Starched knickers for Mrs Redstone

April 24, 2016

Mrs Redstone was the schoolmistress at Easterton. Holders of such posts are not always popular with the children and that seems to have been the case revealed here. But let’s first see where Lucretia Redstone lived – a lovely photo of a house in Easterton, just opposite the school or rather where the school once stood.


Mrs Redstone, schoolmistress at Easterton lived here.

Sharp eyed folk will notice a couple of girls in the doorway. They are Mrs Redstone’s daughters, another Lucretia on the left and Mary on the right.

image003Mary was born around 1892 so this dates the photo to very early 20th century.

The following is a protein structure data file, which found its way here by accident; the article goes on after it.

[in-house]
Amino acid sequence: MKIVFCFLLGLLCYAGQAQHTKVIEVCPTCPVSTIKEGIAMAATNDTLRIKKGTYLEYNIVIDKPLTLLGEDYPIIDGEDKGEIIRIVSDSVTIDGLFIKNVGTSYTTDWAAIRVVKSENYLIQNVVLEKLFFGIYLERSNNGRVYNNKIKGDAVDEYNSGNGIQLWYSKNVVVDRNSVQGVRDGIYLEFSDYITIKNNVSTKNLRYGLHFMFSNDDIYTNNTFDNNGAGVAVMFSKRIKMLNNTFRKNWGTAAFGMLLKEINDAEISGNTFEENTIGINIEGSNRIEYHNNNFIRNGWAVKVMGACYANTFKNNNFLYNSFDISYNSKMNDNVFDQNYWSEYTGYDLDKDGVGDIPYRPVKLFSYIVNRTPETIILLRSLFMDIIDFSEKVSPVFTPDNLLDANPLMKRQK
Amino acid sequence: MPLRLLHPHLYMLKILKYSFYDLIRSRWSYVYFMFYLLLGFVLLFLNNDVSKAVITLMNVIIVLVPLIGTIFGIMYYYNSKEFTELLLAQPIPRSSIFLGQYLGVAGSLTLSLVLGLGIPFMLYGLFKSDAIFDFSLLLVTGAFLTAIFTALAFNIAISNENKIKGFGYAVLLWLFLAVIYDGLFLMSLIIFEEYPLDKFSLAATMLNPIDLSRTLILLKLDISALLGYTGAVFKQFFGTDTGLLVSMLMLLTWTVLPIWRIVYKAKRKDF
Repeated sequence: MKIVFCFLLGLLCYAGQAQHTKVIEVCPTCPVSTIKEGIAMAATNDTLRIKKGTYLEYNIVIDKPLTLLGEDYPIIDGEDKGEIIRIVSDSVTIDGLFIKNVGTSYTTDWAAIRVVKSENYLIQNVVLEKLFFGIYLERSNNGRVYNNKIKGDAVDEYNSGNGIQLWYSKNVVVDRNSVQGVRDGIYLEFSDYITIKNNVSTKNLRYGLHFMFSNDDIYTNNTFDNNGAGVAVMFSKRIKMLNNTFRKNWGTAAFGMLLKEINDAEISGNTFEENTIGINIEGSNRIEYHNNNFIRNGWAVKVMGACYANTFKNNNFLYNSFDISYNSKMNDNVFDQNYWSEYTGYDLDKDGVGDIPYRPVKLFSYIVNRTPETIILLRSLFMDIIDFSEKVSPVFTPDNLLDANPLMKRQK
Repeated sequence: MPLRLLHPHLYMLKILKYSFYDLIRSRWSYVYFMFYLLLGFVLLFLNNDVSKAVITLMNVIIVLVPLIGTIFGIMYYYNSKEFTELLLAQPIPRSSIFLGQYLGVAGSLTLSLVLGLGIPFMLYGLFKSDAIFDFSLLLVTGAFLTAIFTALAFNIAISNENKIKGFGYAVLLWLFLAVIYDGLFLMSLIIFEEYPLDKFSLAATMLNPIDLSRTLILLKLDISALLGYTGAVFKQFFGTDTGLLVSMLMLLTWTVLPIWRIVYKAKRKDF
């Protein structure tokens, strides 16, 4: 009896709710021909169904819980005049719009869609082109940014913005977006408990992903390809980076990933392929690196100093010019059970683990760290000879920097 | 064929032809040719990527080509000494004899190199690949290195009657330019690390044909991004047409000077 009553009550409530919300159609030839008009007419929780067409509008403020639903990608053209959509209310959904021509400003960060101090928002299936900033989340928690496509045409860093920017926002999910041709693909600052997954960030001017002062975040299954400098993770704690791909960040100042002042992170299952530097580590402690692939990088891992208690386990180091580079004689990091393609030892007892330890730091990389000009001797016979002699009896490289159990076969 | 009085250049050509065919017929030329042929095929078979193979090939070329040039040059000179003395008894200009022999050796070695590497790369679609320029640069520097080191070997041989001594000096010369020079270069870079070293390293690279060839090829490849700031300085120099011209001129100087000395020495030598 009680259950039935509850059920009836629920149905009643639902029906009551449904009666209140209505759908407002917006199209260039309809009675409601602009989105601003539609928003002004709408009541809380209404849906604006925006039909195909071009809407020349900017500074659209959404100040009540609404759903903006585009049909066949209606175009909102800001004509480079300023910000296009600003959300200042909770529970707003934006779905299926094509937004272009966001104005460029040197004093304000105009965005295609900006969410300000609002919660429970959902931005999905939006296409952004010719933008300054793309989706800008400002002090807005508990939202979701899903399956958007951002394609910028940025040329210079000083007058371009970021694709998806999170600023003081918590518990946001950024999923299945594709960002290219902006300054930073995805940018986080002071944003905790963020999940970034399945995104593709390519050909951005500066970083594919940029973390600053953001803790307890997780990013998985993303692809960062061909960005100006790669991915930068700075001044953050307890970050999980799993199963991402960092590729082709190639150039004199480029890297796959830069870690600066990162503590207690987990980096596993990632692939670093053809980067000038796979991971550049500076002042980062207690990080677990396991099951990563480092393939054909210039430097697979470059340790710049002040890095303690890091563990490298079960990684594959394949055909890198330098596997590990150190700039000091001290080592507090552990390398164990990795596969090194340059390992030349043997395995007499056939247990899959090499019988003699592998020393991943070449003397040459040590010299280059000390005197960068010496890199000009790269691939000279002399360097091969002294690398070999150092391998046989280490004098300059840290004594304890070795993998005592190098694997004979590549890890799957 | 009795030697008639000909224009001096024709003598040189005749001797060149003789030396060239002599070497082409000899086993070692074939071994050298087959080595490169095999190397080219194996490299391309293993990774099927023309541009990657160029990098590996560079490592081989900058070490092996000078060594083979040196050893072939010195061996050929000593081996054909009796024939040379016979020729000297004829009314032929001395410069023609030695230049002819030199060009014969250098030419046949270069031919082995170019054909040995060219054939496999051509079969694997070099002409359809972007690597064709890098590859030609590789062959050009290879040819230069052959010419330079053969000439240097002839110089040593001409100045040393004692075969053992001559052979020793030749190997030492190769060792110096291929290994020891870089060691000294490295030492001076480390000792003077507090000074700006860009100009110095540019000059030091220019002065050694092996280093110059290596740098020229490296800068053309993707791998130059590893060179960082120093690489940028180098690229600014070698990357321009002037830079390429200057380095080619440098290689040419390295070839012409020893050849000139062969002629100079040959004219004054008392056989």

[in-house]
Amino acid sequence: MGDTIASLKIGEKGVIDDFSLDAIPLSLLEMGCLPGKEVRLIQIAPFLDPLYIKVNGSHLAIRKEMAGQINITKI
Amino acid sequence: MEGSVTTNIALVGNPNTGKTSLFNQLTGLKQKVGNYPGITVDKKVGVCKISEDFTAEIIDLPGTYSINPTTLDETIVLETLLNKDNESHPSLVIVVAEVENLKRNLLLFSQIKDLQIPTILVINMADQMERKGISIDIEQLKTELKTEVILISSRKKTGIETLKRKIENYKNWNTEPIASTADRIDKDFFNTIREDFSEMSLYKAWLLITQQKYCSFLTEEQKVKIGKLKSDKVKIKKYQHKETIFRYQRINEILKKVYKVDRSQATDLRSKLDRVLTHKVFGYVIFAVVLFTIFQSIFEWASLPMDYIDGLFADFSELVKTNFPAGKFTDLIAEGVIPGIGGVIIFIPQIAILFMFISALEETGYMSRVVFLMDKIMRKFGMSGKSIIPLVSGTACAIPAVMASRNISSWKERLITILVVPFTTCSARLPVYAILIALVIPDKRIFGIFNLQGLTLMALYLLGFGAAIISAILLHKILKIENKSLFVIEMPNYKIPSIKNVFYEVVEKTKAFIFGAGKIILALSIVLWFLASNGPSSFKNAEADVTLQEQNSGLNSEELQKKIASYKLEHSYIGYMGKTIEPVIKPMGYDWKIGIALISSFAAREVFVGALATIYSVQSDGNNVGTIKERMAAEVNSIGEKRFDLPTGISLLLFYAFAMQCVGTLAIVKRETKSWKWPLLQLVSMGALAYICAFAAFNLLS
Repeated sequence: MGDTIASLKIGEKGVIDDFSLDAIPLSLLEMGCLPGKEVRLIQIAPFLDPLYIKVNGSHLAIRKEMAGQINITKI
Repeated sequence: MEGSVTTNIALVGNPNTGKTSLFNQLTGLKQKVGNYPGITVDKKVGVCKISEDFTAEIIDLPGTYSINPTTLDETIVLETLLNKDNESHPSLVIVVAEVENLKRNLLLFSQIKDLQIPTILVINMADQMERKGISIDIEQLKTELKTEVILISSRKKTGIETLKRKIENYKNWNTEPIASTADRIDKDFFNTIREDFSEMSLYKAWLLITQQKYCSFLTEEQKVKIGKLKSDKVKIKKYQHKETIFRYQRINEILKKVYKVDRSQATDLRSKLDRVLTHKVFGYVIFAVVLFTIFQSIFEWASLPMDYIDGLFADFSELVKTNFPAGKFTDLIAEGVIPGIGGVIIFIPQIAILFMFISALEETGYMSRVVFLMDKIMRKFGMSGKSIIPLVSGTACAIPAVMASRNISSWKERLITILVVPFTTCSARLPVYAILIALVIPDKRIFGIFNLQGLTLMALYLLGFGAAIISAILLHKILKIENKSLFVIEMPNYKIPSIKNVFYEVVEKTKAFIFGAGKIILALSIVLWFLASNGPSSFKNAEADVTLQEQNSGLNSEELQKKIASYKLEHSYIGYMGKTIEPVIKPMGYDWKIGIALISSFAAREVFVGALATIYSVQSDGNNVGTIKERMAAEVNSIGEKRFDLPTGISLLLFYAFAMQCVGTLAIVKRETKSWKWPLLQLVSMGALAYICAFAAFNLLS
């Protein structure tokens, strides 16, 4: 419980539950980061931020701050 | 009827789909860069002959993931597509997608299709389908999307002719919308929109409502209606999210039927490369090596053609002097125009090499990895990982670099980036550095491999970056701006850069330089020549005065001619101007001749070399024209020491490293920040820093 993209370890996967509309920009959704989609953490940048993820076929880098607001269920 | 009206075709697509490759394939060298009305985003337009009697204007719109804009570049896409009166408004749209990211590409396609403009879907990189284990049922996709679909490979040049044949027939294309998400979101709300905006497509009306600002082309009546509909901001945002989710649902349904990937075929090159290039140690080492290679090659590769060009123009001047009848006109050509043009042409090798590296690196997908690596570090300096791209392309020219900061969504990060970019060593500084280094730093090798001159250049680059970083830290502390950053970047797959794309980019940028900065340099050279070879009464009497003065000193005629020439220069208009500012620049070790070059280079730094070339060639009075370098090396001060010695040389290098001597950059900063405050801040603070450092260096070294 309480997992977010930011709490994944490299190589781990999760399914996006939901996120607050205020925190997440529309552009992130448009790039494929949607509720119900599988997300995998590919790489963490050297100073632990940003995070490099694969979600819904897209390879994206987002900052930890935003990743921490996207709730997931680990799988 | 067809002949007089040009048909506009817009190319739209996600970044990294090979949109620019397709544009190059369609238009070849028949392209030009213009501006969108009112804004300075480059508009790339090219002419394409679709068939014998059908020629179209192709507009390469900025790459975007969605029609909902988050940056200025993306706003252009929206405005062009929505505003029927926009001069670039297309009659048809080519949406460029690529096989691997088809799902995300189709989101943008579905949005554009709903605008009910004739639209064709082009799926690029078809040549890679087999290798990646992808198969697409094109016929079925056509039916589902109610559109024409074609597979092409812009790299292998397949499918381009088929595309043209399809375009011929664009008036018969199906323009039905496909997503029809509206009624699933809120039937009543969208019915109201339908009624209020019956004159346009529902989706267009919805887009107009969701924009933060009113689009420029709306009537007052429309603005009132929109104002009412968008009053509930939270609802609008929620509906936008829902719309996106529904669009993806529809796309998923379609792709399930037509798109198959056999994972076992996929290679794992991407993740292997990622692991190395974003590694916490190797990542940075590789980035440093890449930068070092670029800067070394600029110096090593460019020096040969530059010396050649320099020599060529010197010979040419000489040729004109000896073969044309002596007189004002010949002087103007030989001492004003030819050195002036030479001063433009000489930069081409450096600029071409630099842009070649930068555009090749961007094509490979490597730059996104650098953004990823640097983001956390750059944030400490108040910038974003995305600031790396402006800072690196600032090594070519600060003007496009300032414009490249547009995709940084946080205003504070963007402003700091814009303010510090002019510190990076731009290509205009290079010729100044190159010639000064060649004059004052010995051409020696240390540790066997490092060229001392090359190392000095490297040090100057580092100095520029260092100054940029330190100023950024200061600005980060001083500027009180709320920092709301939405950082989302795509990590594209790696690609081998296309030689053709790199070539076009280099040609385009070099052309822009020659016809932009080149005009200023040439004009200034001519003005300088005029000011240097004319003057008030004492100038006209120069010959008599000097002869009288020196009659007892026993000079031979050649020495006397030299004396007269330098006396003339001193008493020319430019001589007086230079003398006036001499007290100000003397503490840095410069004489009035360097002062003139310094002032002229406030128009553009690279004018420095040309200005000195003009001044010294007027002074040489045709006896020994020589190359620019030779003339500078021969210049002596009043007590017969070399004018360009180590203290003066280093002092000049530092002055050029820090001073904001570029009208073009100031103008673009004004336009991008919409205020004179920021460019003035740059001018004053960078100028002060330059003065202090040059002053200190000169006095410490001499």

This, of course, has nothing to do with starched knickers. That comes in a tale from Peggy Gye, our museum founder who was asked to write a piece for the Bratton History Association journal in 1997. Peggy recalled:-

There was a little laundry in the village, which used a pony and trap to collect washing from its customers, some of whom would take their laundry home after it had been washed and iron it themselves, especially if they had daughters. A local man came to the Museum one day, and when he told me a little story about the laundry, I suddenly realised he was talking about my husband’s family. It appeared that my husband’s grandmother used to send her smalls to the laundry. The laundry woman’s little grandson didn’t like my husband’s grandmother who was his headmistress; he thought she was too strict. So he got his own back by starching her knickers.